MCU-Based Project Enhances Dance Game

Using Wavelet Transform

Microcontrollers are perfect for systems that need to process analog signals such as audio and do real-time digital control in conjunction with those signals. Along just those lines, learn how these two Cornell students recreated the classic arcade game “Dance Dance Revolution” using a Microchip PIC32 MCU. Their version performs wavelet transforms to detect beats from an audio signal to synthesize dance move instructions in real time without preprocessing.

By Michael Solomentsev and Drew Dunne

We designed a version of the traditional arcade game, “Dance Dance Revolution,” that synthesizes dance instructions from any audio source using the PIC32 MCU. Unlike the original game, in which users must choose from a pre-selected list of songs, our system allows users to plug in their audio device and play songs of their choice. The dance move instructions are then generated in real time by buffering the audio and processing it, using the discrete wavelet transform.

We were inspired by a mutual desire to work on a music-related project, and both of us had fond memories of playing this kind of game. We also wanted to add some sort of novel, interesting component, so we brainstormed the idea of allowing the player to play whatever song he or she wanted. The game is much more fun when the song playing is your favorite tune. All versions of the commercial game have pre-programmed song libraries, so replay value is limited. Our version has no such limitation. The discrete wavelet transform was selected as a processing method because we needed both time and frequency resolution. We also needed a computationally efficient algorithm.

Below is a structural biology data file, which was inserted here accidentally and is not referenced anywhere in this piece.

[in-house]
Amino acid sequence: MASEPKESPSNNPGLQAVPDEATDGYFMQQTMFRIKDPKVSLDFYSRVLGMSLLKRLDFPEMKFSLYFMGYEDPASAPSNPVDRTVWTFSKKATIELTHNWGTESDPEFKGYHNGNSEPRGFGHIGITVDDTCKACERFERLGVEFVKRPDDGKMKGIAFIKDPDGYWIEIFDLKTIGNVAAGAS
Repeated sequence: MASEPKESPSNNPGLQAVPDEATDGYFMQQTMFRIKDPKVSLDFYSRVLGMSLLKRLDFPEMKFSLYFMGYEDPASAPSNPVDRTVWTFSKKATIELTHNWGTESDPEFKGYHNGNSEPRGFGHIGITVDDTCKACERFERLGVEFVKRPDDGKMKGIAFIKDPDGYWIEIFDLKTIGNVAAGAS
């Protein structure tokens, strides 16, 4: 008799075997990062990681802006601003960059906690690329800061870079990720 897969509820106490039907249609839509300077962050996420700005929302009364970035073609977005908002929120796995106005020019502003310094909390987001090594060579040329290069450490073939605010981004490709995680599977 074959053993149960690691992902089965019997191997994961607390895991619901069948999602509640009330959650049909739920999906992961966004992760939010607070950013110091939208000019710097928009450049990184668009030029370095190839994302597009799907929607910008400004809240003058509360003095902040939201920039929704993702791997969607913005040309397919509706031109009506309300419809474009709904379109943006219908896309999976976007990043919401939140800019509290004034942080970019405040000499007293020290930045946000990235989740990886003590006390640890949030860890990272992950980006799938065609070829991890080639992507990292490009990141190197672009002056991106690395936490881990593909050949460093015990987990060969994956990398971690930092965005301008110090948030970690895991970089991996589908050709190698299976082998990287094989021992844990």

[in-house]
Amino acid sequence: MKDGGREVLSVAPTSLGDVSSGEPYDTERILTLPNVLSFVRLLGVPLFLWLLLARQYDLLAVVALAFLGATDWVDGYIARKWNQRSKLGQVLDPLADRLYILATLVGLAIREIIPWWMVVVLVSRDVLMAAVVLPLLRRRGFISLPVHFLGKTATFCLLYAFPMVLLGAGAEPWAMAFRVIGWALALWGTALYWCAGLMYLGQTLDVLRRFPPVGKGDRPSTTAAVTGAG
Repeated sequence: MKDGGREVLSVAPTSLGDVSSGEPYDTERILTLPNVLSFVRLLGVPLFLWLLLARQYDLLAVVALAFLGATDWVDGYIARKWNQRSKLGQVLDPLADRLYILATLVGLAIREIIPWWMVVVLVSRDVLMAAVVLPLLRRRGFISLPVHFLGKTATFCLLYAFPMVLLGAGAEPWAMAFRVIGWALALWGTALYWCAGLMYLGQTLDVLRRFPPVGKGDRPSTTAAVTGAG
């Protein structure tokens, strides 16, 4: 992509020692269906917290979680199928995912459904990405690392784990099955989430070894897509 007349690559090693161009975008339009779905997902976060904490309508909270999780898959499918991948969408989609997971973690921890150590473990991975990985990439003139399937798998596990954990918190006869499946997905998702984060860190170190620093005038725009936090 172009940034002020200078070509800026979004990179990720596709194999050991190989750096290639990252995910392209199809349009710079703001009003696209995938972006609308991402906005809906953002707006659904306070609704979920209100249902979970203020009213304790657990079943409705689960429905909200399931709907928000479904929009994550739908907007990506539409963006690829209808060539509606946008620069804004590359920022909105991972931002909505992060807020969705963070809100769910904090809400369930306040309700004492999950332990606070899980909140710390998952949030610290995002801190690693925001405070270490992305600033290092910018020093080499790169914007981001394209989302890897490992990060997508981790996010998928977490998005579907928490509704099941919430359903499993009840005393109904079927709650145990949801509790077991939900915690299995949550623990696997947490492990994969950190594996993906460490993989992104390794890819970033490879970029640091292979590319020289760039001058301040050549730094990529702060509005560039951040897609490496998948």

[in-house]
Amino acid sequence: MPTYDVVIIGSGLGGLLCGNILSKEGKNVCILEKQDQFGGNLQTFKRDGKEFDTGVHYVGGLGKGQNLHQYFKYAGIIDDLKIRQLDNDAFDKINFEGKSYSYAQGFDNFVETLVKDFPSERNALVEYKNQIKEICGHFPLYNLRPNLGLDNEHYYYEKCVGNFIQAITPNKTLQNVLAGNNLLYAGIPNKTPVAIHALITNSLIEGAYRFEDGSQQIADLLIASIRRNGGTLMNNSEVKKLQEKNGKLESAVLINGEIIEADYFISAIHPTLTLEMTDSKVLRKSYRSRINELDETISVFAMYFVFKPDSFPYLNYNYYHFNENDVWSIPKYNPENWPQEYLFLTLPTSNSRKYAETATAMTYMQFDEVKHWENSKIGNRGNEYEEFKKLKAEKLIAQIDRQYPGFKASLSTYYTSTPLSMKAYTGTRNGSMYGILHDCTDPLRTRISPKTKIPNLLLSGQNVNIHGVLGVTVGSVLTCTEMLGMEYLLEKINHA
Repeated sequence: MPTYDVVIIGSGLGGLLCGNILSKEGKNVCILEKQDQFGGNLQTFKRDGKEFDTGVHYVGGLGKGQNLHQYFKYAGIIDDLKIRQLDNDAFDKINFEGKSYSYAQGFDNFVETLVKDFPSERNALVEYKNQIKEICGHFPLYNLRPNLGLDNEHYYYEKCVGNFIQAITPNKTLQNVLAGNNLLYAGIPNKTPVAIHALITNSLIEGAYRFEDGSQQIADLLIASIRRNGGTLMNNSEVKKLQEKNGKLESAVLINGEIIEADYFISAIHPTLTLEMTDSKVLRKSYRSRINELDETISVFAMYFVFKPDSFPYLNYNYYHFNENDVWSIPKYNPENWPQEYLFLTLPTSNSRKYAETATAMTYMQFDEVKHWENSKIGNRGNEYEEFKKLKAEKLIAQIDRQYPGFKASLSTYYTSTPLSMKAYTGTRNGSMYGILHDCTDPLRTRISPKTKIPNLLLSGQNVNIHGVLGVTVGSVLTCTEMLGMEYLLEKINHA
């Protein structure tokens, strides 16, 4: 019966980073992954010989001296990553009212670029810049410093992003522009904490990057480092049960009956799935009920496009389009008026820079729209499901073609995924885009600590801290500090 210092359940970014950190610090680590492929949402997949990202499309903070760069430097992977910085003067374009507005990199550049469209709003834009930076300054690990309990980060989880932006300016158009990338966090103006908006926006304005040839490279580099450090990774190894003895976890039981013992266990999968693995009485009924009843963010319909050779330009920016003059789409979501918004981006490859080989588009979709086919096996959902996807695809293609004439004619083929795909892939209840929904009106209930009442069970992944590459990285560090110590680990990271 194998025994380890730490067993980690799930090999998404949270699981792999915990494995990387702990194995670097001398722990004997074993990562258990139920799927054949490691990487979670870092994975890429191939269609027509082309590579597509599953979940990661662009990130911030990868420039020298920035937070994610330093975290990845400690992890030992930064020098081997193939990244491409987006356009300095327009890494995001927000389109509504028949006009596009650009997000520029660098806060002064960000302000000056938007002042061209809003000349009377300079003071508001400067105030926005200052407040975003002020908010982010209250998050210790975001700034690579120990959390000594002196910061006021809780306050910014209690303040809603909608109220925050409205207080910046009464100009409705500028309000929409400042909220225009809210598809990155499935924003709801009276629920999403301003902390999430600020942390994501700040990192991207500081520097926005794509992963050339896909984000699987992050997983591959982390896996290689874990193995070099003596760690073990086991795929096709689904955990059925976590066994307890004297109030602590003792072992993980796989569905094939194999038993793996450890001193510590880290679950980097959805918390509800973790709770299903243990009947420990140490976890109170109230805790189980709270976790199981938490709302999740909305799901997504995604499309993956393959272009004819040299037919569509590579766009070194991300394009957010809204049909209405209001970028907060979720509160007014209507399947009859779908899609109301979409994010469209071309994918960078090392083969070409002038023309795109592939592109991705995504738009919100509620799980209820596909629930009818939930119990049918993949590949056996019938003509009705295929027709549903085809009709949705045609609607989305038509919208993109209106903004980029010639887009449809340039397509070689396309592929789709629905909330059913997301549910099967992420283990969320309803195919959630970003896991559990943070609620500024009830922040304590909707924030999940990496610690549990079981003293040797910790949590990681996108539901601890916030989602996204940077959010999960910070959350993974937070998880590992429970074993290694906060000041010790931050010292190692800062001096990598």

The system requires two kinds of user input: an audio source and button presses from the dance mat floor tiles. The audio input must be processed, so it needs to be delayed or buffered until the processing is complete. Another reason for the delay of the audio output is to give ample time for the user to react to the instructions created from processing the audio. In contrast, the user input needs to be in real time. We use two PIC32s to do the input processing—one detects beats and reads the dance mat input, while the other buffers audio. We use a macOS application to display the beats and handle scoring.